Bathing beauty: Diver Maggie Ward prepares for a jump into the waters of Coney Island, in the summer of 1888
The notion of organized 'ocean bathing' -- actually going into the water for health, relaxation and enjoyment -- was really a 19th century invention, first popularized in the United States during the 1830s at the Marine Pavilion on the Rockaway Peninsula. For propriety's sake, people would enter a bathing hut hitched to a horse and ride the container as it was backed into the water, exiting from the hut in their full-body swimming apparel only when safely immersed in the water. No risk of seeing wet fabric clinging seductively to the human form!
Fifty years later, bathers would dare walk to the beach sans horse-drawn hut. But their beach apparel still matched the modesty of their regular wear. Here are a few examples of garments -- for sunbathing, swimming or just relaxing -- worn at some of New York's most popular beaches of the late 19th-early 20th century.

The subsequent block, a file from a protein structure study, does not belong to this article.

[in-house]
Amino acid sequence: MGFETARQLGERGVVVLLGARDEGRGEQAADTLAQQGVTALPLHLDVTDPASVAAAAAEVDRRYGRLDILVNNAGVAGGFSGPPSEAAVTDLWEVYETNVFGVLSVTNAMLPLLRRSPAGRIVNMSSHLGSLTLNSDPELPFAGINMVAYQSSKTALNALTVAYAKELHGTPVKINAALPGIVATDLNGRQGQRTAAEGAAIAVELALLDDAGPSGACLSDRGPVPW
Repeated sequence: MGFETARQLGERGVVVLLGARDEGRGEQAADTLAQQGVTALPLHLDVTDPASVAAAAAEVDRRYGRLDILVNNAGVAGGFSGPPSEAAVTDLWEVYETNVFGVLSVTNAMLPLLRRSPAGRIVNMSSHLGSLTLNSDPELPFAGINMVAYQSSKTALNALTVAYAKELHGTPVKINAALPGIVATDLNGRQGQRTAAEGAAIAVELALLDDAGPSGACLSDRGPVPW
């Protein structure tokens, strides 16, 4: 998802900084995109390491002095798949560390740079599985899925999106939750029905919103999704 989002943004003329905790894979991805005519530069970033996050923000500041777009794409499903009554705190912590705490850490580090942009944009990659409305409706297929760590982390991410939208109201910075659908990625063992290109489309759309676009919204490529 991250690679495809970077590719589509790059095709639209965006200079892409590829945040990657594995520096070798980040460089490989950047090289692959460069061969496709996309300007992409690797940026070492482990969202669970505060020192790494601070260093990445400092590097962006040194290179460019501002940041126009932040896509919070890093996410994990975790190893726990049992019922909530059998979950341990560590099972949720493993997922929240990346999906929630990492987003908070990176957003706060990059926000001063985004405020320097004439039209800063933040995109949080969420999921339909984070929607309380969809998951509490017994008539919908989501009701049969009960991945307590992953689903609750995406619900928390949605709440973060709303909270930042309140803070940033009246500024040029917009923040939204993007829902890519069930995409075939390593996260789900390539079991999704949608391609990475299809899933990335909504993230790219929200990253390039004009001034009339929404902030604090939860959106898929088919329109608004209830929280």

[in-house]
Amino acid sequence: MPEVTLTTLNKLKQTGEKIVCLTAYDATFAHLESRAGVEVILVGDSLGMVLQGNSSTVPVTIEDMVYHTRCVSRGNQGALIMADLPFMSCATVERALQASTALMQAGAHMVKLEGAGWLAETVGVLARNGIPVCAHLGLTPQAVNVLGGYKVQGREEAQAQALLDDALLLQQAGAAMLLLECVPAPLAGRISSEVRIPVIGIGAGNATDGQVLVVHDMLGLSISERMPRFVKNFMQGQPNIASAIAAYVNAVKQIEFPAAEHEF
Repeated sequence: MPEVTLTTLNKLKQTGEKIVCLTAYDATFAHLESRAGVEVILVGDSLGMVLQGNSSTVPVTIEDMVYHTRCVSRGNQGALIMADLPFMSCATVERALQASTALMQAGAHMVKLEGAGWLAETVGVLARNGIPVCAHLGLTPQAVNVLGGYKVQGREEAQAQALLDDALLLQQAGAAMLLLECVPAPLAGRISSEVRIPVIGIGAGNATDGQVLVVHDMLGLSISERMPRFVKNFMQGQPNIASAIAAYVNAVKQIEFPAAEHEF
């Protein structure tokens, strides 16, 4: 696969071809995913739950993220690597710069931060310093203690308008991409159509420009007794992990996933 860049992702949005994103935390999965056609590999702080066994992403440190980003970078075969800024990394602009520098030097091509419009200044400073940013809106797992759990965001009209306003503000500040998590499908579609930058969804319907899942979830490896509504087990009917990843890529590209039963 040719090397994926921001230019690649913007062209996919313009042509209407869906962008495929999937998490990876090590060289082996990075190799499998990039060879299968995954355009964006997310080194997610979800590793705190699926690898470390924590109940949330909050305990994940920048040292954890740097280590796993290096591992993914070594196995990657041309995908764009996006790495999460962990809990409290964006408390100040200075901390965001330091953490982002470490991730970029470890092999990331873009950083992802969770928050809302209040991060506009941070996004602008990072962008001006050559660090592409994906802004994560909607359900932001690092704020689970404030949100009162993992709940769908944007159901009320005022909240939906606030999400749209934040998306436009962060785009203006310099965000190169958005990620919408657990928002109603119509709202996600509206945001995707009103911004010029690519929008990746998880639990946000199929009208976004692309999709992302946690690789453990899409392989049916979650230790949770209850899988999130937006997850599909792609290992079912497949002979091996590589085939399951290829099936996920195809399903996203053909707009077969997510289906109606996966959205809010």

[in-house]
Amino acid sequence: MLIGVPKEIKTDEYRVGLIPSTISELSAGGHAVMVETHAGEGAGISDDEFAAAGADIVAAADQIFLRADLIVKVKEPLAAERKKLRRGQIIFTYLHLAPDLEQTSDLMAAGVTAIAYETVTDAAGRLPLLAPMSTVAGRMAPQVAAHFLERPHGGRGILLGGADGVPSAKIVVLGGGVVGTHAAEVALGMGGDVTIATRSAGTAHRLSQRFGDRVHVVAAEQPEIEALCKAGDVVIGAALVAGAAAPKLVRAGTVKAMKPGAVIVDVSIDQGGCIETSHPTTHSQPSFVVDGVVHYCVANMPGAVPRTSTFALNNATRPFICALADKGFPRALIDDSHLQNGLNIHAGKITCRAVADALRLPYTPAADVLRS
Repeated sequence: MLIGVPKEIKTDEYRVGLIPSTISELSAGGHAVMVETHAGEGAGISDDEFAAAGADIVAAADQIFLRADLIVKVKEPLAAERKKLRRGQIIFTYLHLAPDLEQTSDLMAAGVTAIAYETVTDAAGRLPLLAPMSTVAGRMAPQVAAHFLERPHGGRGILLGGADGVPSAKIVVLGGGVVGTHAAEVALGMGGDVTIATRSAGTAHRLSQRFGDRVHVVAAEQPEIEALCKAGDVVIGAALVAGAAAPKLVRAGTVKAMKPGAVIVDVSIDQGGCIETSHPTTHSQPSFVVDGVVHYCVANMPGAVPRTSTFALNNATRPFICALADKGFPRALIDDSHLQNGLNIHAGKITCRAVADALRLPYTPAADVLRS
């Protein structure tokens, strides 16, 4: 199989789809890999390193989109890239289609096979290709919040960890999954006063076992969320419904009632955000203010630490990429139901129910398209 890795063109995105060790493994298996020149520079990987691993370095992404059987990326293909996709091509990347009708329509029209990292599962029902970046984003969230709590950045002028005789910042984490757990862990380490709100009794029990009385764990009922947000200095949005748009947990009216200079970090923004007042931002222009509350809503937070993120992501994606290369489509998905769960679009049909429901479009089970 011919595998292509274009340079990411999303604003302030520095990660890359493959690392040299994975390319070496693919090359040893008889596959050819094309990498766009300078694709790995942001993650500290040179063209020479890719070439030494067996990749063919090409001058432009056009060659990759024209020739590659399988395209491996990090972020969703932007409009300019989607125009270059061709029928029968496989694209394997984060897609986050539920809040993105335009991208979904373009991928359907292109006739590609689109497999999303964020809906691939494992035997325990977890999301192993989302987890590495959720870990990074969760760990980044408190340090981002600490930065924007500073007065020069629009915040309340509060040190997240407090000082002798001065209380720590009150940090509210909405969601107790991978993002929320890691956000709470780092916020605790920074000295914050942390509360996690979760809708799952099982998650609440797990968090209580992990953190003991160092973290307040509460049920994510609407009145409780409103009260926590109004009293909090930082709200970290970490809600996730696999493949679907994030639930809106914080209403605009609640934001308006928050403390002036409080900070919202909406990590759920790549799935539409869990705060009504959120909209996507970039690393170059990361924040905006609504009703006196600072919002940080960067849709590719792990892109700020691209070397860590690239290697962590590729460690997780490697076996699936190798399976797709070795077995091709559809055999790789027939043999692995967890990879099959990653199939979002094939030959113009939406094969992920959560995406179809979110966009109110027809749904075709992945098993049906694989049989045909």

Why needs a bikini? Daring ladies risk the surf in regular wear on the Rockaway beachfront, 1897
Serving up shenanigans in the waters of Brighton Beach, 1886
Three female athletes, readying for a ocean swimming match out at Coney Island, await the competition with a few oddly fully clothed men, 1887
Classing it up a little with the 'sand crowds' along the Midland Beach boardwalk in Staten Island, no date, but probably between 1900-1910.
The dapper sea threads adorning the trendy beachgoers at Long Beach, 1882. Okay, this is technically in Nassau County, not New York City proper, but how could I not give these styles a showcase?
Check out little Minnie Pearl and her fine hatted friends at Rockaway, date unknown.
Bathers in black luxuriate in a swimming hole in Pelham Bay, 1903
And finally, I'm not quite sure this avant garde look ever made it onto the beach. But if you want to look like you're floating over the beach without legs, why not try these camouflage beach leggings, advertised in Harper's Magazine in September 1919?
Pictures 1-3 courtesy Life/Google images, Pictures 4-8 New York Public Library